Fire Fighter Close Calls – Line of Duty Calendar Project
What is the FFCC / Line of Duty Calendar Project?
This project aims to create a single point of reference of fire service LODD and serious LODI events. Every name on the calendar is an opportunity to remember, reflect, and learn. In the wake of a loss it is an opportunity to train ourselves to be better and work to prevent future LODD / LODI events. By organizing these events in a calendar format we have the opportunity to make every day about training while not forgetting those who served us.
There is no limitation on how far back the calendar can reach. It is bounded only by the information which may still be available to make a usable entry. I have no idea how many entries it will ever become but I’d like it to be the ‘go-to’ site for recording the names and places which shaped us so they never are forgotten. My initial efforts have focused on the United States and US Armed Forces but I’d like to gradually expand to North America and then perhaps globally.
How can the Line of Duty Calendar be used to benefit the fire service?
The calendar can be used in practically any manner which suits your needs or curiosity. You can mine it for data and statistics, browse it for historical remembrance, or educational purposes. This all grew from an idea and vision of how to turn some of the fire service’s darkest days and events into a resource for continued growth and betterment, whether it be on an individual basis or department wide.
I have heard of agencies and academies which use LODD / LODI events as report assignments in which recruits must research and report to their class how a specific event changed the fire service or led to training changes. Through this project I wanted a mechanism to expand those types of learning experiences.
I’m certainly not an overly spiritual person but it is clear to all of us in the fire service that to do and truly love our profession we recognize it as a calling. It is a reality that for every one of us ‘born’ into the fire service we have also lost brothers and sisters who equally loved and answered the calling. Look up your birthday – learn who and what killed firefighters on the day you entered this life. Never forget and maybe someday it will save your life also.
Some other applications include the following:
1. Start of tour safety message. Read and remind the crews of who we lost on that day and any relevant safety message to prevent a repeat event.
2. Impromptu tailboard training topic. At a loss for a training discussion or drill material? Look up today’s date and see what happened and then discuss how your agency has taken steps to prevent a repeat occurrence. Maybe the discussion will spur positive change within your agency.
How was it compiled?
Reading and more reading and then asking questions. The more recent entries were naturally mined from digital media and industry sources, it’s one of the gifts of an instantaneous digital world. The further back in time it went the more difficult it was, and continues to be, nailing down the people and places that shaped our history. The entire project is a living work and changes with each day going forward but also depends on the input from YOU. Much of our history is only found within the walls of our fire stations as ‘institutional knowledge’. I need your assistance is unearthing those names and dates for inclusion in the calendar.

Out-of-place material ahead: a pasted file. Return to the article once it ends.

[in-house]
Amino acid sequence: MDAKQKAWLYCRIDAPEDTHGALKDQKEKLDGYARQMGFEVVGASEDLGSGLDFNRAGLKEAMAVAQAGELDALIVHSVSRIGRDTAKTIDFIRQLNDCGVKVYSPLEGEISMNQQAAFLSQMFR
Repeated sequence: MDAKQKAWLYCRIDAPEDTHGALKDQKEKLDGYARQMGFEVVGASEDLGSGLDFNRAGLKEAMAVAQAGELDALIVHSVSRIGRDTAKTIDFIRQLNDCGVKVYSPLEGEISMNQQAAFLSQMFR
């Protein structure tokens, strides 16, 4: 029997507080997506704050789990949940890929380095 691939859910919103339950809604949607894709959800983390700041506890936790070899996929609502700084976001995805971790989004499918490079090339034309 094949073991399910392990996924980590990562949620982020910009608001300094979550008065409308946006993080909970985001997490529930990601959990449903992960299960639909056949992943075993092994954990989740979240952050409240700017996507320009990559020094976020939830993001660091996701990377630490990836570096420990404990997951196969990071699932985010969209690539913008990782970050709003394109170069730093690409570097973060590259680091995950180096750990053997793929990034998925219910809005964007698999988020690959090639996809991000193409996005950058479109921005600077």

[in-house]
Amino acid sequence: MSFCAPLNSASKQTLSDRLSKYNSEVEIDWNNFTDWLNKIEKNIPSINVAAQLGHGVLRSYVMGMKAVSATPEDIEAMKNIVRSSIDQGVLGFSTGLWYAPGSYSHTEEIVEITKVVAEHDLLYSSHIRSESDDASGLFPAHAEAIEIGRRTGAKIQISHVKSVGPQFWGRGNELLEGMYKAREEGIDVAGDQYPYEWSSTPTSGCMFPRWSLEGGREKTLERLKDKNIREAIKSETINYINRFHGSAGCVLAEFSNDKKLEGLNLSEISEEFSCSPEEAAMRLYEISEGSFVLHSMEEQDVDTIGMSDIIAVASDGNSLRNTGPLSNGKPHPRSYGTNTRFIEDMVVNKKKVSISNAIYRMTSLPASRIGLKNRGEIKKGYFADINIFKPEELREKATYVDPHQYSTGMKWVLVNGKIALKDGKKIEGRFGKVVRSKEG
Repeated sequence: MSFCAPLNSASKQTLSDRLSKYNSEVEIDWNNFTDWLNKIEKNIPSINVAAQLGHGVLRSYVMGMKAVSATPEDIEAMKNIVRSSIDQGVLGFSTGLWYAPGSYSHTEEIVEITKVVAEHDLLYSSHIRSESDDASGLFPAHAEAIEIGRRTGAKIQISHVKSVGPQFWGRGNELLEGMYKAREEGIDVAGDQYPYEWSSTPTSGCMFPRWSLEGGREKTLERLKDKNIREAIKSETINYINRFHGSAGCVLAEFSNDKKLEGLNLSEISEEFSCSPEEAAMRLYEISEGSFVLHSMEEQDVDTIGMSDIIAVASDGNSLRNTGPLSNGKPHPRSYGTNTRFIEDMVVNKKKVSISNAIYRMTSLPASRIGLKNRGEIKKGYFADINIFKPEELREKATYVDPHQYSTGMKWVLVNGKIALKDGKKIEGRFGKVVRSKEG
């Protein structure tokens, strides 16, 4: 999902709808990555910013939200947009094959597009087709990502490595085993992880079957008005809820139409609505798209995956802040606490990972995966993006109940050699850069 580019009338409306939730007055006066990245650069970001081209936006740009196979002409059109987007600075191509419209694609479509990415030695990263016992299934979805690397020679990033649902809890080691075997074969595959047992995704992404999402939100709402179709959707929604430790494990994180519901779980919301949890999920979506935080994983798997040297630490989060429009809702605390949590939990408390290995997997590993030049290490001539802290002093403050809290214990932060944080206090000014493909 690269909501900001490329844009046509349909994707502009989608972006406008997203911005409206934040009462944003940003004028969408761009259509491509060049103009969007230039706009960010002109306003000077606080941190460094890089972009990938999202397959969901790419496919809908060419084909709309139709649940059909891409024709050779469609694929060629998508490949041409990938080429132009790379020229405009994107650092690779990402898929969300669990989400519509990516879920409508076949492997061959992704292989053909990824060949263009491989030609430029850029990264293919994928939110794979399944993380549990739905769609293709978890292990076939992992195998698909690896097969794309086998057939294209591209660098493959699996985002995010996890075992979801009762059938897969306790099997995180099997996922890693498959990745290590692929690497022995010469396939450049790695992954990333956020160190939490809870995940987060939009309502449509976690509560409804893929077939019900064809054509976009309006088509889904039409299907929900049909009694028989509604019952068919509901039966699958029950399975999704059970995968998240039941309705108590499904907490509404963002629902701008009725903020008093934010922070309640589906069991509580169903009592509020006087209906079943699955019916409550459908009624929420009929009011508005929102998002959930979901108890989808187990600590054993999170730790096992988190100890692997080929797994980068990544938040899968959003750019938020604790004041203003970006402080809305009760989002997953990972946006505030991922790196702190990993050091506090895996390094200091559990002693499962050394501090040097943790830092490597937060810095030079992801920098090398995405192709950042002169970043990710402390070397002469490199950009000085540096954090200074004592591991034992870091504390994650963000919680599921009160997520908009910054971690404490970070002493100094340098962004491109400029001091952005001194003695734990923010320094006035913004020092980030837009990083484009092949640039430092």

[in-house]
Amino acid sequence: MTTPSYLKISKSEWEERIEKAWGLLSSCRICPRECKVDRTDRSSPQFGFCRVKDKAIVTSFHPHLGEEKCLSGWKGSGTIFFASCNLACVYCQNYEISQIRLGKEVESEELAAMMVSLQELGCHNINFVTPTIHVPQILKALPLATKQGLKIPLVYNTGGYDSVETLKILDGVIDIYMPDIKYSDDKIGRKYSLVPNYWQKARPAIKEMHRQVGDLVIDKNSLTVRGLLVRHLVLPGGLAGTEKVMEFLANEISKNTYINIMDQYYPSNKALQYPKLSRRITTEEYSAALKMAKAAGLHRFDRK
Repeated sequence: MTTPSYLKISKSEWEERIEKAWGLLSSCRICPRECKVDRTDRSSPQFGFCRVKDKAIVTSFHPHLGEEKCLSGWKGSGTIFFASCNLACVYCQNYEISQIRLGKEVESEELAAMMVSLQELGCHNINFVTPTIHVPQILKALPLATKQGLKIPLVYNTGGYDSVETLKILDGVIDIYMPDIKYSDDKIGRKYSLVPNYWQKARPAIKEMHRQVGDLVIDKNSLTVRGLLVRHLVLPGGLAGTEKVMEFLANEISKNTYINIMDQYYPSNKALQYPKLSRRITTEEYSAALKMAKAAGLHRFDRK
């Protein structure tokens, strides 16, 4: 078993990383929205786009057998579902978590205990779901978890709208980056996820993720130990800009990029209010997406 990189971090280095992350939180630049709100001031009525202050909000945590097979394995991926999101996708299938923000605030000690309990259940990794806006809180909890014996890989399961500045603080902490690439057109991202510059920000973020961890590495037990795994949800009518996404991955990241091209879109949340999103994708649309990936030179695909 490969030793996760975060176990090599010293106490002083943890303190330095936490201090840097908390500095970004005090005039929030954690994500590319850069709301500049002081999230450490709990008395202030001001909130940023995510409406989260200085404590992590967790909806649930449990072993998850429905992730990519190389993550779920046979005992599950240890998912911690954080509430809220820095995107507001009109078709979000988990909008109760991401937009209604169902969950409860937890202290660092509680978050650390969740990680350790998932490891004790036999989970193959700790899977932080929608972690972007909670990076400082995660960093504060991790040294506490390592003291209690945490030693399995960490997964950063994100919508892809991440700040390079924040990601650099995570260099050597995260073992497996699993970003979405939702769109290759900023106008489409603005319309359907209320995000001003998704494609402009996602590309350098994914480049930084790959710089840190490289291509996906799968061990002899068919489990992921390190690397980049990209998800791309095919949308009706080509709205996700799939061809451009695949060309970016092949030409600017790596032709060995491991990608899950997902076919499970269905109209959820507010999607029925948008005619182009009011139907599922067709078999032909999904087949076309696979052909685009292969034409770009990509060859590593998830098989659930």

As much time and effort I have invested I recognize that there are many names which have been missed and I sincerely apologize but please don’t take exception. Much of what I’m trying to accomplish here has never before been assembled in one place so it takes time. Despite my best efforts there may be errors or missing pieces of information and I am relying on help from the fire service to help me bring it all together. Your support and assistance will be very much appreciated along the way.
Where are the September 11, 2001 entries?
The initial release of the calendar project focused on those names / places which may have fallen off the radar in the hope of resurrecting their memory and learning opportunities.
A future release will include 9/11 entries for not only those who perished that morning but for those who have left us in the years that followed from complications of their exposure on that day and the days that followed. They are not excluded and will always remain a part of our history, ultimately becoming a part of this project.
What do the different colored lines indicate?
The entries are color coded to reflect the various nature or category of the event. This may be useful if you are doing research for specific incident types or want to compile some type of statistic. The color key is detailed below:
Purple – Fire Service Line of Duty Death
Red – Line of Duty Injury (Generally those injury events which were part of a LODD and/or were severe enough to leave the member permanently disabled and unable to return to service)
Blue – EMS Line of Duty Death
Green – A favorable or memorable event in fire service history
Gray – Line of Duty Death – 9/11/2001 related
How can an entry be updated or added?
I cannot do this alone and am relying on the support and input of everyone out there to make this calendar the most complete and accurate data source possible. There is always someone who knows something and they are encouraged to contribute.
Please be sure to give me the specifics of the member(s) and the incident along with contact information in case I have any follow up questions. I will do my best to get respond and get it done in a timely manner.
The best way to contact me is via email using firstname.lastname@example.org